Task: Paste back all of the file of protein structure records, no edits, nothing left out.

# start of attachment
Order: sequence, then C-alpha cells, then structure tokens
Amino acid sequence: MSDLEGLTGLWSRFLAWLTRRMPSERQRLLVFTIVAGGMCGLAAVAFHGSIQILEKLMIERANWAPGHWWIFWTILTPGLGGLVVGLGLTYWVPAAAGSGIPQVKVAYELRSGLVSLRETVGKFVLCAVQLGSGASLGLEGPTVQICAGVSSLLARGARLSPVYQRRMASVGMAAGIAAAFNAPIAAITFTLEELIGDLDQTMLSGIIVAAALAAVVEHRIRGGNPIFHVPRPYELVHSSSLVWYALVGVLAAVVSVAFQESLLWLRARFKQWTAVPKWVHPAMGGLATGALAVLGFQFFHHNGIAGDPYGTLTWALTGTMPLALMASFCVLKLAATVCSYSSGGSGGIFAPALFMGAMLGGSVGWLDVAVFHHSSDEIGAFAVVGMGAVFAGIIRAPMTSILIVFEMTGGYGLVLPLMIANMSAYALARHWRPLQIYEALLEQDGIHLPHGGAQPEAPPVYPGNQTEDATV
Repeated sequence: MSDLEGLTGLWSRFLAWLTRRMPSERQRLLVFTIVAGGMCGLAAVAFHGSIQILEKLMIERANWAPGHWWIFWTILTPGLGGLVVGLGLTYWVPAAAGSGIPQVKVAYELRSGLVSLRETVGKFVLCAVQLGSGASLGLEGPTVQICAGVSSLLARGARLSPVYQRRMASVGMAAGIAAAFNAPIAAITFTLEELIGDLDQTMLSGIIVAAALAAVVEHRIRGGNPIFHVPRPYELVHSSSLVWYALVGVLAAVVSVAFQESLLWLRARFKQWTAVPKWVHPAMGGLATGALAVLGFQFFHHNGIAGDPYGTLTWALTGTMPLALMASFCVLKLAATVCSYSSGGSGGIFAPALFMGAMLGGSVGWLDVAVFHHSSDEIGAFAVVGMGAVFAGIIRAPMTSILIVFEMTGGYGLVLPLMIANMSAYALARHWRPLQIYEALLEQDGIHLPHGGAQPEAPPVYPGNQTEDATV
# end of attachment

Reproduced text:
Order: sequence, then C-alpha cells, then structure tokens
Amino acid sequence: MSDLEGLTGLWSRFLAWLTRRMPSERQRLLVFTIVAGGMCGLAAVAFHGSIQILEKLMIERANWAPGHWWIFWTILTPGLGGLVVGLGLTYWVPAAAGSGIPQVKVAYELRSGLVSLRETVGKFVLCAVQLGSGASLGLEGPTVQICAGVSSLLARGARLSPVYQRRMASVGMAAGIAAAFNAPIAAITFTLEELIGDLDQTMLSGIIVAAALAAVVEHRIRGGNPIFHVPRPYELVHSSSLVWYALVGVLAAVVSVAFQESLLWLRARFKQWTAVPKWVHPAMGGLATGALAVLGFQFFHHNGIAGDPYGTLTWALTGTMPLALMASFCVLKLAATVCSYSSGGSGGIFAPALFMGAMLGGSVGWLDVAVFHHSSDEIGAFAVVGMGAVFAGIIRAPMTSILIVFEMTGGYGLVLPLMIANMSAYALARHWRPLQIYEALLEQDGIHLPHGGAQPEAPPVYPGNQTEDATV
Repeated sequence: MSDLEGLTGLWSRFLAWLTRRMPSERQRLLVFTIVAGGMCGLAAVAFHGSIQILEKLMIERANWAPGHWWIFWTILTPGLGGLVVGLGLTYWVPAAAGSGIPQVKVAYELRSGLVSLRETVGKFVLCAVQLGSGASLGLEGPTVQICAGVSSLLARGARLSPVYQRRMASVGMAAGIAAAFNAPIAAITFTLEELIGDLDQTMLSGIIVAAALAAVVEHRIRGGNPIFHVPRPYELVHSSSLVWYALVGVLAAVVSVAFQESLLWLRARFKQWTAVPKWVHPAMGGLATGALAVLGFQFFHHNGIAGDPYGTLTWALTGTMPLALMASFCVLKLAATVCSYSSGGSGGIFAPALFMGAMLGGSVGWLDVAVFHHSSDEIGAFAVVGMGAVFAGIIRAPMTSILIVFEMTGGYGLVLPLMIANMSAYALARHWRPLQIYEALLEQDGIHLPHGGAQPEAPPVYPGNQTEDATV